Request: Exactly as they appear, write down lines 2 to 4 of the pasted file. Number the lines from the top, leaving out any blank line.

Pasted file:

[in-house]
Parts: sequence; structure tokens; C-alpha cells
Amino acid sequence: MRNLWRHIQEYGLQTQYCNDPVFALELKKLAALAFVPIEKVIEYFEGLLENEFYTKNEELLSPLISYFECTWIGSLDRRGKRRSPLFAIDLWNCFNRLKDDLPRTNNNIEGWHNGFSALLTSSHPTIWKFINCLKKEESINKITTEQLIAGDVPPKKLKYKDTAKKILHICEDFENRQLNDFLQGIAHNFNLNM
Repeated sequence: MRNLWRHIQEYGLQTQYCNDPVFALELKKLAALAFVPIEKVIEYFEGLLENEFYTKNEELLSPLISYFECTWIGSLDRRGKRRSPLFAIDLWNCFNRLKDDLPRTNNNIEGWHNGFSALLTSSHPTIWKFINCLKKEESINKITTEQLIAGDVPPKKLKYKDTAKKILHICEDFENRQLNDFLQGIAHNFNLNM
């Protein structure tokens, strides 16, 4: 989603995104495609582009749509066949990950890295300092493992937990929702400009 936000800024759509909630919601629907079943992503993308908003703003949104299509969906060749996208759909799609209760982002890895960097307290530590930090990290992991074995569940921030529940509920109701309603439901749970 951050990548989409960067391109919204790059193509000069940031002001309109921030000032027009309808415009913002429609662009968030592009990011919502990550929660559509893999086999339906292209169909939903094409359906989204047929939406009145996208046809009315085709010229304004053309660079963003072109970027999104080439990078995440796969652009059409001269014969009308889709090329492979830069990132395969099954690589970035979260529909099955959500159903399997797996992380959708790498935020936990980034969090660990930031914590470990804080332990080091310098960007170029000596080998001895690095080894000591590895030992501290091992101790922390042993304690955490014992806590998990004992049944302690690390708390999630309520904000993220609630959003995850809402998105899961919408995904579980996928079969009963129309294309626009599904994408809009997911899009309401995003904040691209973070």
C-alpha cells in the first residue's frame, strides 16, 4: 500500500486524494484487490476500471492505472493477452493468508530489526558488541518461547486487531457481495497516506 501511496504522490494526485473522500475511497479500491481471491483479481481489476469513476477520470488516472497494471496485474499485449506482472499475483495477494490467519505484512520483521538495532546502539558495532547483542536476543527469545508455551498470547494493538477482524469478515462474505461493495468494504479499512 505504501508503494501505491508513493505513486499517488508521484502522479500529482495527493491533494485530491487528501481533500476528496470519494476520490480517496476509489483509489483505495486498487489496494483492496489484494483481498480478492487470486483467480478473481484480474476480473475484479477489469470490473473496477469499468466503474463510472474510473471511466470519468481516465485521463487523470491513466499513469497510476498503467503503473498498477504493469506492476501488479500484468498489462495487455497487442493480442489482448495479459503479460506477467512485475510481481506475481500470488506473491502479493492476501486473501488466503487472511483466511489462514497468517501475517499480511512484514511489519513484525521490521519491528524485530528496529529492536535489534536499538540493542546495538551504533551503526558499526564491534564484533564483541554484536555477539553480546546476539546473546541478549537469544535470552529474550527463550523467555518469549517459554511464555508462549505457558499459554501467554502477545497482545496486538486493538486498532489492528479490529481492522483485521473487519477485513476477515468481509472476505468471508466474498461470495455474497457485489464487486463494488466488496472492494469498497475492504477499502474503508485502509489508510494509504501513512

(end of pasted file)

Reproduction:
Parts: sequence; structure tokens; C-alpha cells
Amino acid sequence: MRNLWRHIQEYGLQTQYCNDPVFALELKKLAALAFVPIEKVIEYFEGLLENEFYTKNEELLSPLISYFECTWIGSLDRRGKRRSPLFAIDLWNCFNRLKDDLPRTNNNIEGWHNGFSALLTSSHPTIWKFINCLKKEESINKITTEQLIAGDVPPKKLKYKDTAKKILHICEDFENRQLNDFLQGIAHNFNLNM
Repeated sequence: MRNLWRHIQEYGLQTQYCNDPVFALELKKLAALAFVPIEKVIEYFEGLLENEFYTKNEELLSPLISYFECTWIGSLDRRGKRRSPLFAIDLWNCFNRLKDDLPRTNNNIEGWHNGFSALLTSSHPTIWKFINCLKKEESINKITTEQLIAGDVPPKKLKYKDTAKKILHICEDFENRQLNDFLQGIAHNFNLNM